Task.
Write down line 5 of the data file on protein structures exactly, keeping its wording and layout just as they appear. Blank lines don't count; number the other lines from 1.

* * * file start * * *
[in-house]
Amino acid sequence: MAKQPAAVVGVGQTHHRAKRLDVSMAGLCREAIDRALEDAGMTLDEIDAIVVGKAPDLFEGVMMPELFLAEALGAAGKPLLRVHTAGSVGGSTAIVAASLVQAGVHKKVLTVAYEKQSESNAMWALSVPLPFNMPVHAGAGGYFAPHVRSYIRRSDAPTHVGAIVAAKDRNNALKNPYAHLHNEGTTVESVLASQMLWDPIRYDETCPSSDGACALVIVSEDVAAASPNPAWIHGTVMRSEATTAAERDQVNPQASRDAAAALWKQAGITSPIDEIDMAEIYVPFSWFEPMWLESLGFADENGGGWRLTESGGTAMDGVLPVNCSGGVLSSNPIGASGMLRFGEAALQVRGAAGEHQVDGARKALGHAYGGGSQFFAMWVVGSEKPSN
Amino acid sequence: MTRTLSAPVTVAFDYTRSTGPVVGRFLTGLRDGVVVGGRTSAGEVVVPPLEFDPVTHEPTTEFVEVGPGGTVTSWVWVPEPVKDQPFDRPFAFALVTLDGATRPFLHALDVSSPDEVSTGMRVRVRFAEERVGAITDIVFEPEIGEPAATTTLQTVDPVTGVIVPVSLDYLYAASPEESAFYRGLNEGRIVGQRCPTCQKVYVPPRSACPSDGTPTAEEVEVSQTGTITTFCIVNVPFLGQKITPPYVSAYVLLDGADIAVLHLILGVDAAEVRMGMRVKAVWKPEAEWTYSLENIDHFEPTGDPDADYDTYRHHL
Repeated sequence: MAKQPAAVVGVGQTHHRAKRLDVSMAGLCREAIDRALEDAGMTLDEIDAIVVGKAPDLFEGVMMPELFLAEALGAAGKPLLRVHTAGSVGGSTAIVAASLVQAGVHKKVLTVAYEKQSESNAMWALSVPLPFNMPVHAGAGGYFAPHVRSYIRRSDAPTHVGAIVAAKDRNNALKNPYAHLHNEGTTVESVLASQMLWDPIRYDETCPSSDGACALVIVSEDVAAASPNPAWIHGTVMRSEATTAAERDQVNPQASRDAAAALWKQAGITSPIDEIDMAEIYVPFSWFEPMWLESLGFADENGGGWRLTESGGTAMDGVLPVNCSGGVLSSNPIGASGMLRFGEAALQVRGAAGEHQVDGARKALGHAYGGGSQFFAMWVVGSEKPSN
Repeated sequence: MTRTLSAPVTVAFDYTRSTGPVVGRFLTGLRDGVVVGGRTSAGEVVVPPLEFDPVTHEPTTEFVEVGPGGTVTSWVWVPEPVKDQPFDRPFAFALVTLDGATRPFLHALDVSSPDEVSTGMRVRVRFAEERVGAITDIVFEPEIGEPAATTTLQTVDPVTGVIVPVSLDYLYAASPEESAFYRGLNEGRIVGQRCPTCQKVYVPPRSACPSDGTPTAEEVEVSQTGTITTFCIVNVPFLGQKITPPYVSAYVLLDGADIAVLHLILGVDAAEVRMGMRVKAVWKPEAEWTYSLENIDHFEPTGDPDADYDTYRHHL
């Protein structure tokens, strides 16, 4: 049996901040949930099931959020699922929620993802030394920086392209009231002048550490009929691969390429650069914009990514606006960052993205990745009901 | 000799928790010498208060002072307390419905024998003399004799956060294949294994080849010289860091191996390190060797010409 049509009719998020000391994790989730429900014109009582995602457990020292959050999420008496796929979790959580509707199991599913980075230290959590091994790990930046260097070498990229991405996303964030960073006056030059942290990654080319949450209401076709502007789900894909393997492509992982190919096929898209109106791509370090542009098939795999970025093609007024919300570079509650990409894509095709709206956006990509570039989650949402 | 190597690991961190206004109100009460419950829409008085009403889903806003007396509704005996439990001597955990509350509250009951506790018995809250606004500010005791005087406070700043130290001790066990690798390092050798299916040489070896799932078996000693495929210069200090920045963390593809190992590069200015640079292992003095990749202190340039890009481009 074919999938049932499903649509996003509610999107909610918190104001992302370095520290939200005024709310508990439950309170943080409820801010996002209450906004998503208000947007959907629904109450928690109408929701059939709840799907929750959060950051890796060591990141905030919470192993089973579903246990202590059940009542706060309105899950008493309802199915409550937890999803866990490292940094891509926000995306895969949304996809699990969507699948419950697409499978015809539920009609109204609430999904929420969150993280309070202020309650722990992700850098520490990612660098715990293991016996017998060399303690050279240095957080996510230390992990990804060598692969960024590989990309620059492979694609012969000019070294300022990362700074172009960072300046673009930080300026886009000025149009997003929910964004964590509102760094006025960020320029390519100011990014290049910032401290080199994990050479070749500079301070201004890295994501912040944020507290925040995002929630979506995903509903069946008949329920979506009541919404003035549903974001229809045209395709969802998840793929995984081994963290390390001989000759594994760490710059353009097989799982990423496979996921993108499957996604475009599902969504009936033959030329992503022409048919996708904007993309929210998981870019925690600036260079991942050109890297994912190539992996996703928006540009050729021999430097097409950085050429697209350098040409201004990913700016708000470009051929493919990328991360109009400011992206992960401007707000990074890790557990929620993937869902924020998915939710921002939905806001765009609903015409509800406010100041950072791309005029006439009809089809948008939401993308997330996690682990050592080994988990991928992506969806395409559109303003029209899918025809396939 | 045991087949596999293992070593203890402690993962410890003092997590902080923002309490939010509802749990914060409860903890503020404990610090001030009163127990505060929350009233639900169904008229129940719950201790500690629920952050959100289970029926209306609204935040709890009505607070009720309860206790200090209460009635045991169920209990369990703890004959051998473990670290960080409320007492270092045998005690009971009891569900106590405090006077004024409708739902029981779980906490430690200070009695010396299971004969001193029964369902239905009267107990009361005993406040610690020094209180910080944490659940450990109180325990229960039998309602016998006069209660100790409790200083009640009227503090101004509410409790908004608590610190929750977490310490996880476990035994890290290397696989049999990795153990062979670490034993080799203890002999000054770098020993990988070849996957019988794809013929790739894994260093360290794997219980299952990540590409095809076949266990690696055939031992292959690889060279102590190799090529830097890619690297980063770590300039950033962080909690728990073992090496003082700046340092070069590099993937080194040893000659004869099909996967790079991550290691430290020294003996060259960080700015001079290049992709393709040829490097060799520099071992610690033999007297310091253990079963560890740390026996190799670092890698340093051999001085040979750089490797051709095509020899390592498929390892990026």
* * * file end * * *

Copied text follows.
Repeated sequence: MTRTLSAPVTVAFDYTRSTGPVVGRFLTGLRDGVVVGGRTSAGEVVVPPLEFDPVTHEPTTEFVEVGPGGTVTSWVWVPEPVKDQPFDRPFAFALVTLDGATRPFLHALDVSSPDEVSTGMRVRVRFAEERVGAITDIVFEPEIGEPAATTTLQTVDPVTGVIVPVSLDYLYAASPEESAFYRGLNEGRIVGQRCPTCQKVYVPPRSACPSDGTPTAEEVEVSQTGTITTFCIVNVPFLGQKITPPYVSAYVLLDGADIAVLHLILGVDAAEVRMGMRVKAVWKPEAEWTYSLENIDHFEPTGDPDADYDTYRHHL